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New York Yankees Hats Off All-Star Moment #10

For the next ten days, Travis and I will be counting down the Yankees' top 10 All-Star moments, sponsored by Head & Shoulders. Yep, they're calling it "Hats Off." I'm up first.

1949 was an incredible year.

It was the first year that African American players made the All-Star team, and the general consensus was that Jackie Robinson, Roy Campanella and Don Newcombe would finally give the National League the firepower to break its 3 year losing streak.

You know how much I adore Joe Dimaggio. So let me say a few words: he was a 5 tool player before they coined the phrase, regarded during his career as the best centerfielder ever; he's the only player to make the All-Star team every season of his career; and while he usually played, he was almost never exceptional. In Joe D.'s career, he hit only .225/.279/.350 during the All-Star Game.

But 1949 was a different year. Joe D signed the first $100,000 contract in league history, only to sit out the first half of the season with a heel injury. When he returned, he put the Yankees on his back, dueling Ted Williams and the Red Sox until the final games of the season (a 2 game set in Boston that started with the Red Sox up a game). The half season performance crystallized the legend of "the great Dimaggio" that Ernest Hemingway would employ in The Old Man and the Sea.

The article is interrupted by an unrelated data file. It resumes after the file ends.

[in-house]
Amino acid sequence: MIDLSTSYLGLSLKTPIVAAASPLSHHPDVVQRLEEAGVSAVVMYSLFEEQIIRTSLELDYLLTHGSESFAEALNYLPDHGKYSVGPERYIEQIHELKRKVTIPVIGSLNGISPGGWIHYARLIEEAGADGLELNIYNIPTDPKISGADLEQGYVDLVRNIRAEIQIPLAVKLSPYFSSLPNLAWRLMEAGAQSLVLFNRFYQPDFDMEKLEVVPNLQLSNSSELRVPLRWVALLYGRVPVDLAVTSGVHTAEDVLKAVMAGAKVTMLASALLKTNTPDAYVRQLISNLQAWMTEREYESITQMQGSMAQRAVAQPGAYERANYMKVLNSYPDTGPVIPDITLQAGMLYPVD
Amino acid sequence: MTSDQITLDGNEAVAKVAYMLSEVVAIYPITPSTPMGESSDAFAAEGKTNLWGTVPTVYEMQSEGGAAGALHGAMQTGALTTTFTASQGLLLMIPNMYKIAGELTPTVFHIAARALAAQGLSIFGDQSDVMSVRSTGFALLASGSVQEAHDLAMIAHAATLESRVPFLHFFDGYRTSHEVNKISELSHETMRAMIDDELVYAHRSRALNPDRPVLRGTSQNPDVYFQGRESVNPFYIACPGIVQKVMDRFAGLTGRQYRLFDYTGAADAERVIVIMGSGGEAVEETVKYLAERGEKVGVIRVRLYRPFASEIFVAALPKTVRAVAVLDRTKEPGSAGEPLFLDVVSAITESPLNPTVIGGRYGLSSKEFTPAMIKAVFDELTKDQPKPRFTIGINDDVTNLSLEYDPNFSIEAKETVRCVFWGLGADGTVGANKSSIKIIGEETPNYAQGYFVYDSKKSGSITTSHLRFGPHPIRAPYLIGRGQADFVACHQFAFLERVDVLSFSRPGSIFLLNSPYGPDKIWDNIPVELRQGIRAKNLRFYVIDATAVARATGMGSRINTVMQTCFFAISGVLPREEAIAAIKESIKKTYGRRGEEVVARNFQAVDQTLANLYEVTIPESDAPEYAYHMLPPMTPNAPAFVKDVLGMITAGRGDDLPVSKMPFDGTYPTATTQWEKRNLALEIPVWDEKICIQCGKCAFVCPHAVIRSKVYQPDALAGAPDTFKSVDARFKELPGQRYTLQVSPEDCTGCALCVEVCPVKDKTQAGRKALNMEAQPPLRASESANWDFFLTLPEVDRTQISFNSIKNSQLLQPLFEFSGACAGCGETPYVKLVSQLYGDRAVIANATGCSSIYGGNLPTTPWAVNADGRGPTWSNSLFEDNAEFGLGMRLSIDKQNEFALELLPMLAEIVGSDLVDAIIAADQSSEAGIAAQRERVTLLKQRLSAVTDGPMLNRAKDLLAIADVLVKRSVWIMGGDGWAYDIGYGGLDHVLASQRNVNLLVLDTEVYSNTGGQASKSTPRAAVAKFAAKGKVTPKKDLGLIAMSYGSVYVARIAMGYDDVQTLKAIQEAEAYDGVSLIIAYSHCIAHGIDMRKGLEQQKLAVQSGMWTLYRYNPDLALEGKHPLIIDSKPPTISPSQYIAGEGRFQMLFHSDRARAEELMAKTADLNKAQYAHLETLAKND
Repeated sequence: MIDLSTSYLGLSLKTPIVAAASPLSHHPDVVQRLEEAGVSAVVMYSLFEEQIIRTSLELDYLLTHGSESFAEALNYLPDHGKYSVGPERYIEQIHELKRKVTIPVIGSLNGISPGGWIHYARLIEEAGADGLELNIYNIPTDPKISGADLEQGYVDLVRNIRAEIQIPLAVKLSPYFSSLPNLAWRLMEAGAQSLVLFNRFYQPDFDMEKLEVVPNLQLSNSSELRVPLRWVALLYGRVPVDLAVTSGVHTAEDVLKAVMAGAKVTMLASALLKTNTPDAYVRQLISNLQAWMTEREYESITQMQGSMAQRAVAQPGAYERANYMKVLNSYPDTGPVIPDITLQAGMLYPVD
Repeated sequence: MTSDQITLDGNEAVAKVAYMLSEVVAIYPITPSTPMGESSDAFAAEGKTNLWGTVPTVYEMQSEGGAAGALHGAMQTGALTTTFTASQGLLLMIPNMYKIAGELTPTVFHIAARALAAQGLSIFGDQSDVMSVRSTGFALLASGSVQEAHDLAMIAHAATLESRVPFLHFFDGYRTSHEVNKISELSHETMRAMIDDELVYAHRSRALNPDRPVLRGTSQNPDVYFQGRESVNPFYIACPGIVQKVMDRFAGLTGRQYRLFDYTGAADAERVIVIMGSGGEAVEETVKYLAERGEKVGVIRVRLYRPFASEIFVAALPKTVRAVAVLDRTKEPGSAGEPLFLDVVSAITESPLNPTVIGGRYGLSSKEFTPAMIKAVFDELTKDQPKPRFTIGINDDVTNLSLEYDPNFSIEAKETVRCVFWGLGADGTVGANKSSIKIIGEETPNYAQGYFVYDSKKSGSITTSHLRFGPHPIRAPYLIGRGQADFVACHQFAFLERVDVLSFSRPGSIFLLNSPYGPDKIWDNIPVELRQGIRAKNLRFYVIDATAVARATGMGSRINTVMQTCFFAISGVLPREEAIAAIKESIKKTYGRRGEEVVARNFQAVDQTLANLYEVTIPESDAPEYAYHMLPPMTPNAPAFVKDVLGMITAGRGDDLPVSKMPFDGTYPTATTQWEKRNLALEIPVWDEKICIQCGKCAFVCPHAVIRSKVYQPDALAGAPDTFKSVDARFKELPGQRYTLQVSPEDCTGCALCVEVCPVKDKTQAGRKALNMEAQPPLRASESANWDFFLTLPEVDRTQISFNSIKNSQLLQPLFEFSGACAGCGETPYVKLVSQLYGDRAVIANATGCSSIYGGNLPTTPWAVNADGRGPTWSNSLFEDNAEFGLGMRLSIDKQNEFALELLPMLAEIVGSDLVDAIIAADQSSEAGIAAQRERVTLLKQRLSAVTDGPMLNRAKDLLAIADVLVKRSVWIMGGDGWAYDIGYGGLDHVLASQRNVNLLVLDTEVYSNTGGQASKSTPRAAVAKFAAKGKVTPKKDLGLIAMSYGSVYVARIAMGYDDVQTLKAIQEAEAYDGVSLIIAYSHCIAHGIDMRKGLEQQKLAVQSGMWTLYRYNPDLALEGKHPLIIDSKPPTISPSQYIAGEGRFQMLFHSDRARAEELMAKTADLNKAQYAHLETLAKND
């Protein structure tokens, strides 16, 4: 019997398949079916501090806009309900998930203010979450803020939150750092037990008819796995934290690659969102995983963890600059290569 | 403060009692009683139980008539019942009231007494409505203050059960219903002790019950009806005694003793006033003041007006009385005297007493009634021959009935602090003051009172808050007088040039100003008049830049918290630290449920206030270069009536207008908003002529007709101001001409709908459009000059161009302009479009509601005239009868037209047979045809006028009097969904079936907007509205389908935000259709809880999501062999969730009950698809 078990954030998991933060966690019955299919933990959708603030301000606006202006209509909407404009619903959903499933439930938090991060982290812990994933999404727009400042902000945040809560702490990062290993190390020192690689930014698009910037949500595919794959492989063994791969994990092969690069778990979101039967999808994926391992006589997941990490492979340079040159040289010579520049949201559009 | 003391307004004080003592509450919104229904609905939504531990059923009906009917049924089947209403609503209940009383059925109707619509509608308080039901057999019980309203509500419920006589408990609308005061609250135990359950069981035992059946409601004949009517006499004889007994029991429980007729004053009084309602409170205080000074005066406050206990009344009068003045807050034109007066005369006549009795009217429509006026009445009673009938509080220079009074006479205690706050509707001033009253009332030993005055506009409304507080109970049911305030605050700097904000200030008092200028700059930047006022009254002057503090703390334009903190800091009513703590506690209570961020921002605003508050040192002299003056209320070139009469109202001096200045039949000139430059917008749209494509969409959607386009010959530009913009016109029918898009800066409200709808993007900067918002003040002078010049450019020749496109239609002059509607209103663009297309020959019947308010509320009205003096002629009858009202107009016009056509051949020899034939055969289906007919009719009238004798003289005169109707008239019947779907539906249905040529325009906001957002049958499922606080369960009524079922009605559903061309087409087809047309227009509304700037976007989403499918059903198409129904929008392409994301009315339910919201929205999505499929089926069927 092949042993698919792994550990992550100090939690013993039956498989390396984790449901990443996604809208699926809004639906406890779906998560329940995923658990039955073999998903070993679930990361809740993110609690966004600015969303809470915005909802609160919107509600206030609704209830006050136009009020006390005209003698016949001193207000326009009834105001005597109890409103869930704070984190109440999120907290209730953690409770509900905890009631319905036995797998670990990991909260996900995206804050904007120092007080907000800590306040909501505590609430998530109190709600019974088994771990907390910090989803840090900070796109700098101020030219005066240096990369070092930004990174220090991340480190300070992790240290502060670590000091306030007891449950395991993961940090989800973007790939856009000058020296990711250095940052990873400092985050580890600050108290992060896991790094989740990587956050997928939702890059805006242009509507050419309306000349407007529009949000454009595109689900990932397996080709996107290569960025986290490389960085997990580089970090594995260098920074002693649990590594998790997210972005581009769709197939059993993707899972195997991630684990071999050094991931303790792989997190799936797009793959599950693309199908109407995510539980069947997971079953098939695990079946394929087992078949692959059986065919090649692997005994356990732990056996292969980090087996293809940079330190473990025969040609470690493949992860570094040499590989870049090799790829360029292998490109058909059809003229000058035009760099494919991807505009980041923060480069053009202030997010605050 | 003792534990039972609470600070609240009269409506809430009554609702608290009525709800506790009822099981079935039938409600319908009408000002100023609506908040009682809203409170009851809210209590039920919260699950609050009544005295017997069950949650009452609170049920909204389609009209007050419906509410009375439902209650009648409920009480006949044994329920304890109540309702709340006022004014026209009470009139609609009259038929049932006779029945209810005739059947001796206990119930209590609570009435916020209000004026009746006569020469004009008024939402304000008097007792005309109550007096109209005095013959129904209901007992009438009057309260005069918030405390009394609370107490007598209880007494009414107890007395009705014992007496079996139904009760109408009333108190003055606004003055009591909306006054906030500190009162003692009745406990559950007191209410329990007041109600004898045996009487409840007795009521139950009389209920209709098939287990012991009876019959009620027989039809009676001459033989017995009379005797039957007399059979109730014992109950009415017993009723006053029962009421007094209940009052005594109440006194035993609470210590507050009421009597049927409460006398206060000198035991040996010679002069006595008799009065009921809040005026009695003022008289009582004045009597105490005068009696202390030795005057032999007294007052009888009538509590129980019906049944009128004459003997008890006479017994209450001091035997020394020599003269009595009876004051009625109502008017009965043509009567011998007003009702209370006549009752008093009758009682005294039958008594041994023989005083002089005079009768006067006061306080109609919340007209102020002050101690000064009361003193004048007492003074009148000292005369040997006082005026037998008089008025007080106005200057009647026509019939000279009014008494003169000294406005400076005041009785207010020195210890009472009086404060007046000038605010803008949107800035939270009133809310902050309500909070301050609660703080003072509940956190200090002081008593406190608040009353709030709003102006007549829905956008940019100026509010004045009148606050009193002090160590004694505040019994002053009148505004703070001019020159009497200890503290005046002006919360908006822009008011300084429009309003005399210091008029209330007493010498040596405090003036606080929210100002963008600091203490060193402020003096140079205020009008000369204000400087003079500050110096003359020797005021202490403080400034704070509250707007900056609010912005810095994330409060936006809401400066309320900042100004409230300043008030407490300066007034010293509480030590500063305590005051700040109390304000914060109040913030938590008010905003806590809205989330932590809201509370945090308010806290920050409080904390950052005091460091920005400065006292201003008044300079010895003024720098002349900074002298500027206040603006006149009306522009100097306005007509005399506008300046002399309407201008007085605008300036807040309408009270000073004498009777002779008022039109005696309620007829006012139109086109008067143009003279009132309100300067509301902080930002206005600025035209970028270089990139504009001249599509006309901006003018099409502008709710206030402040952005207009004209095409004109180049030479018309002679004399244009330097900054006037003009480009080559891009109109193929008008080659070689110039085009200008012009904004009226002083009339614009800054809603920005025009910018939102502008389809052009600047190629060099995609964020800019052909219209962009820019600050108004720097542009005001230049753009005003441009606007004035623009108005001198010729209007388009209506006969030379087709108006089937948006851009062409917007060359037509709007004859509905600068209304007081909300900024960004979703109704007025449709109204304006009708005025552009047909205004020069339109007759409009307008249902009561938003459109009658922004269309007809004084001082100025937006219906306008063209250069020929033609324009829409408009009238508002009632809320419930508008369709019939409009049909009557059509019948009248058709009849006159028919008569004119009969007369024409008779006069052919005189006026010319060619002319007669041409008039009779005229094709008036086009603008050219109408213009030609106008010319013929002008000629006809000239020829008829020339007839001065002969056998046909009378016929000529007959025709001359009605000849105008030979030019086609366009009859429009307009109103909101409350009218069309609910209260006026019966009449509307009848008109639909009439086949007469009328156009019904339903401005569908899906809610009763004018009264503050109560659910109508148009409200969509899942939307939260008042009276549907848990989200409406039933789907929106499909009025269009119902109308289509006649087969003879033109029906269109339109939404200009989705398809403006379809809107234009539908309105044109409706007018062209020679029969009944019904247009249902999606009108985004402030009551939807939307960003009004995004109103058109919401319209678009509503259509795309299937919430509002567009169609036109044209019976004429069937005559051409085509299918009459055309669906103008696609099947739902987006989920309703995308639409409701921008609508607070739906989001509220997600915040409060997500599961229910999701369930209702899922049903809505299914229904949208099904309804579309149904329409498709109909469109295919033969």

Dimaggio had no business playing in the 1949 All-Star Game at Ebbets Field. He didn't play until just over 2 weeks before the game. The fans didn't vote him in, but Indians player-manager Lou Boudreau added Joltin' Joe to the roster. Then, when Tommy Henrich couldn't start, it was Dimaggio who replaced him.

The Jolter responded.

With two outs in the first and Hall of Famer George Kell on second (thanks to the first of several NL errors), Joe D pulled a single to left to put the AL up 1-0 and start a slugfest. The AL lost and retook the lead, and Dimaggio strode to the plate in the 6th with runners on first and third. He did what Ted Williams could not and clubbed a bases clearing double into the left-center gap.

This lead would stand up, thanks to the relief work of Yankee ace Vic Raschi. But the day belonged to the great Dimaggio.